NYT: Edwards Scandal Not Our Style, Unproven McCain Affair Is
Astounding hypocrisy alert!
Although the New York Times published a lengthy front page hit piece in February alleging without any proof that John McCain had an affair with a lobbyist eight years ago, it is now claiming that it chose not to report on the John Edwards love child scandal because it's “classically not a Times-like story.”
I guess sex scandals are only "Times-like" when they're about Republicans.
Before Edwards’s admission, The Times never made a serious effort to investigate the story, even as the Enquirer wrote one sensational report after another: a 2:40 a.m. ambush by the tabloid’s reporters at the Beverly Hilton hotel in Los Angeles after Edwards spent hours in a room with Hunter and her baby; an allegation of $15,000 a month in “hush money;” a grainy “spy photo” of him with a baby. [...]
The Times did not want to regurgitate the Enquirer’s reporting without verifying it, which is responsible. But The Times did not try to verify it, beyond a few perfunctory efforts, which I think was wrong. Until the ABC report, only one mainstream news organization, McClatchy newspapers, seemed to be making headway with the story.
Not that it would have been easy. David Perel, the editor of the Enquirer, said, “This is a very hard story to prove, and I think that has frozen people in place.”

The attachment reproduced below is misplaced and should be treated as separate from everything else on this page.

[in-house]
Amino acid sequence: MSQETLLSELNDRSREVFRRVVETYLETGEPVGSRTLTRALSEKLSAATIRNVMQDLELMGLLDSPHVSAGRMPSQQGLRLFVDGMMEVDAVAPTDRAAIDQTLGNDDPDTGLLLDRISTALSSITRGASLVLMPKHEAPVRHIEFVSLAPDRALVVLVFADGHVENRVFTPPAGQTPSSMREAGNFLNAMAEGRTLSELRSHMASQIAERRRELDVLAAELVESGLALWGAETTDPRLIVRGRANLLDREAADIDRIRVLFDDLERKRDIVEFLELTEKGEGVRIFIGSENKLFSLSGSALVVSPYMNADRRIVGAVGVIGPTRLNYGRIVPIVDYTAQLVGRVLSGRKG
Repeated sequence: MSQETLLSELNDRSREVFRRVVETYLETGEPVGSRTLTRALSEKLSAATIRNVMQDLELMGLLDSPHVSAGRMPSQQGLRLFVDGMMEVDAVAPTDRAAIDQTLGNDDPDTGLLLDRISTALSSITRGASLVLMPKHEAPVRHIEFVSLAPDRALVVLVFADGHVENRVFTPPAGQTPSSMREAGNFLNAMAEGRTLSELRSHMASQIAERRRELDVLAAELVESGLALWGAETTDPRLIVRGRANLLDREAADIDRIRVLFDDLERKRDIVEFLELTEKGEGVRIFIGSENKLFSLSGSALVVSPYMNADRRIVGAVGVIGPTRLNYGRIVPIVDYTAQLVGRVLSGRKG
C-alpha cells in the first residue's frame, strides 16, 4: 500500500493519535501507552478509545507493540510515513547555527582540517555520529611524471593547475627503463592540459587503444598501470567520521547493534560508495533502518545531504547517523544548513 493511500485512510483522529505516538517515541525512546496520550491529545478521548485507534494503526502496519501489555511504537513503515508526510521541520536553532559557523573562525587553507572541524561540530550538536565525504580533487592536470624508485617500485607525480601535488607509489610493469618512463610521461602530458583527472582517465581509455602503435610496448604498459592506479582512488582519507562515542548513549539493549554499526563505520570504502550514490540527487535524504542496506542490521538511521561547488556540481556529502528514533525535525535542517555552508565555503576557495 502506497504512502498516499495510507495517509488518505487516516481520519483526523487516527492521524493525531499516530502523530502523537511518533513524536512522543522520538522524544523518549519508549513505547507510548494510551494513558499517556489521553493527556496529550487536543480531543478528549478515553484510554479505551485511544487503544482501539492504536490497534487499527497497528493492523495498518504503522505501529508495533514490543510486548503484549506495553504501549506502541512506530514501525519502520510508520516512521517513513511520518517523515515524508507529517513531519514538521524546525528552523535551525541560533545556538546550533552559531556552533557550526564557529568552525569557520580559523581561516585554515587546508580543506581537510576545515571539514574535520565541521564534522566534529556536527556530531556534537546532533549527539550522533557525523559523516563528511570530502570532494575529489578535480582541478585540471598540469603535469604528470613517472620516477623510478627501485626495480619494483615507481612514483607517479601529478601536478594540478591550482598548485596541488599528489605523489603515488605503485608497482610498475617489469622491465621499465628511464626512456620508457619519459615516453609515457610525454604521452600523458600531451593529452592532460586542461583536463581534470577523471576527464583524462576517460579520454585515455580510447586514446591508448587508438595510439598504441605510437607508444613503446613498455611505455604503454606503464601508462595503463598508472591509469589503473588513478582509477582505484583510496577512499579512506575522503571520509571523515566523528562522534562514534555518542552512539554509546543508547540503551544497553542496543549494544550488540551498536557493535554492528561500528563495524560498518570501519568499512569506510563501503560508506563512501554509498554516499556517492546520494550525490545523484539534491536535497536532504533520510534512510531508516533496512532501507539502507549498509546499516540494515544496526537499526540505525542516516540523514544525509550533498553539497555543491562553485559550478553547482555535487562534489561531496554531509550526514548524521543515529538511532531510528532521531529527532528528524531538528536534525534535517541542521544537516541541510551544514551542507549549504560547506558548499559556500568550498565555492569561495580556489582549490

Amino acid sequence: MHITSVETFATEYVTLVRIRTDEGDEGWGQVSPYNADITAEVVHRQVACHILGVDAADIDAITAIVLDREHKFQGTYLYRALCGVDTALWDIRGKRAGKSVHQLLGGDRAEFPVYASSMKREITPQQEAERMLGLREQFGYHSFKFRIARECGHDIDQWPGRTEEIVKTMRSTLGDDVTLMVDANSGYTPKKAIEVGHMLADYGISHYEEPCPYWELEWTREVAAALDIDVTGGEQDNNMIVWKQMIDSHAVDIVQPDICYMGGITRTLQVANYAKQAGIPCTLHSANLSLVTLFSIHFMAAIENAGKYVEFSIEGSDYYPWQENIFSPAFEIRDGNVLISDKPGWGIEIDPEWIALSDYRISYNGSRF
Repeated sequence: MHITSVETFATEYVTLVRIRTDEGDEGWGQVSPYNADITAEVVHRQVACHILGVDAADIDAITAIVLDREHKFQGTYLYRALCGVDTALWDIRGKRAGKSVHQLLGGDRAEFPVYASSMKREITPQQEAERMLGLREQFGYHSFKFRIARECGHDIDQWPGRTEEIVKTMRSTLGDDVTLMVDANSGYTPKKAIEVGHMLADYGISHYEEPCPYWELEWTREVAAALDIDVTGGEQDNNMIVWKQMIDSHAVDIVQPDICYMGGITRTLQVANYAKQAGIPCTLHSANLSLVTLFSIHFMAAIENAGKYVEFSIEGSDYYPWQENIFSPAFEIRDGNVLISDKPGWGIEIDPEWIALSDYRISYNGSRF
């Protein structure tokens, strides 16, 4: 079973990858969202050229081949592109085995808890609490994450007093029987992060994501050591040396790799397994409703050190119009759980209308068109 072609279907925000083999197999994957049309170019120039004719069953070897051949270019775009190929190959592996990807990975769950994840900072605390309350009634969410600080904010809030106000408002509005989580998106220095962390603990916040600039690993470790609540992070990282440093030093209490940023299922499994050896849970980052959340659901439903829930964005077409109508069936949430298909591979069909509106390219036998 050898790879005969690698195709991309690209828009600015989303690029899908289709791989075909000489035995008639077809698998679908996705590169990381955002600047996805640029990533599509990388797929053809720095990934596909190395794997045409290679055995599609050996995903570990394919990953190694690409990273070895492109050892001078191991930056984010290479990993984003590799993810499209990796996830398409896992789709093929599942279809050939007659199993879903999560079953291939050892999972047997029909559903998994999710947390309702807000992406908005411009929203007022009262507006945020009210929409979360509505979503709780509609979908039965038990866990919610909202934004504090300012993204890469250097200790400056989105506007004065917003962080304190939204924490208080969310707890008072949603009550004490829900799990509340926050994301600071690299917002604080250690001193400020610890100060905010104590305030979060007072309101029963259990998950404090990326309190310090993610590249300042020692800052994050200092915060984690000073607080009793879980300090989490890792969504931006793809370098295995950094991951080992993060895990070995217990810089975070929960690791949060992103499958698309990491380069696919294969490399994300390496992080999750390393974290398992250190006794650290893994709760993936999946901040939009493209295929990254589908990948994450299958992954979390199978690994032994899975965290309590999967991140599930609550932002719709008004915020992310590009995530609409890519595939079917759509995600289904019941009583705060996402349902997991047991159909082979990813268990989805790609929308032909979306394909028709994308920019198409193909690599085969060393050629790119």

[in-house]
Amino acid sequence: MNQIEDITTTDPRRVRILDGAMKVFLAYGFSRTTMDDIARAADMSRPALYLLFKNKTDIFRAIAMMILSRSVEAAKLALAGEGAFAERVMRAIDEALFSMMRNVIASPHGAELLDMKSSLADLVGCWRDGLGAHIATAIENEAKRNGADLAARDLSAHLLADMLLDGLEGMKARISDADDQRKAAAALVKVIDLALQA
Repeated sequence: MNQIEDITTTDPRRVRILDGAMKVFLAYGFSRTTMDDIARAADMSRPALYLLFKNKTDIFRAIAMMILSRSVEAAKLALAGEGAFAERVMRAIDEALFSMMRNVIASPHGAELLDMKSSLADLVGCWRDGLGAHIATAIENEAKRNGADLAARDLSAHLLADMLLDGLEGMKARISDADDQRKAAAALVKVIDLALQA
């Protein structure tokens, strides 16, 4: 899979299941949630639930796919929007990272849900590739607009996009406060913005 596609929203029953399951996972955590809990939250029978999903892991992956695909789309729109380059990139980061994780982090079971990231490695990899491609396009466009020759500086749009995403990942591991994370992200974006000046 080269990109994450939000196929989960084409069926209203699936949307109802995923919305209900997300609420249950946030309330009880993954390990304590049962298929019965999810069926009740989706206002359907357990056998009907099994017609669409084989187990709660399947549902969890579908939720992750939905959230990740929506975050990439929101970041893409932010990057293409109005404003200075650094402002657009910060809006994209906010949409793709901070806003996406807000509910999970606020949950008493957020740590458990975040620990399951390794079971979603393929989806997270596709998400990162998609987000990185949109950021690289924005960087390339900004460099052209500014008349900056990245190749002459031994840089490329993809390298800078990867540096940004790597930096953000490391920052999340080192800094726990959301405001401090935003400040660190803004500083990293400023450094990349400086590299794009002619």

It is also the kind of story that The Times seems instinctively to recoil from, just as it ignored such stories in its own backyard as A-Rod and Madonna and Christie Brinkley’s ugly divorce, and played down the “love child” scandal involving New York City’s only Republican congressman, Vito Fossella, earlier this year. But Edwards was different. When the Enquirer first published its allegations, he was a major presidential candidate with a compelling personal story that included a wife of 30 years with incurable breast cancer. [...]
Still, Edwards-Hunter was “classically not a Times-like story,” said Craig Whitney, the standards editor.Times editors said that when the first Enquirer story appeared and they could not verify it after fairly cursory inquiries, they left it alone. “I’m not going to recycle a supermarket tabloid’s anonymously sourced story,” said Bill Keller, the executive editor.
That's interesting, Bill, because your February 21 hit piece on McCain was anonymously sourced. In fact, Hoyt actually addressed it:
Keller and Stevenson said it was wrong to equate the McCain and Edwards stories, as so many readers and bloggers have. The editors saw the McCain story as describing a powerful senator’s dealings with lobbyists trying to influence government decisions, including one who anonymous sources believed was having a romantic relationship with him.
So, why are anonymous sources bad when it's a story about a Democrat sex scandal, but perfectly acceptable when writing about a Republican's alleged affair?
Yes...that's a rhetorical question.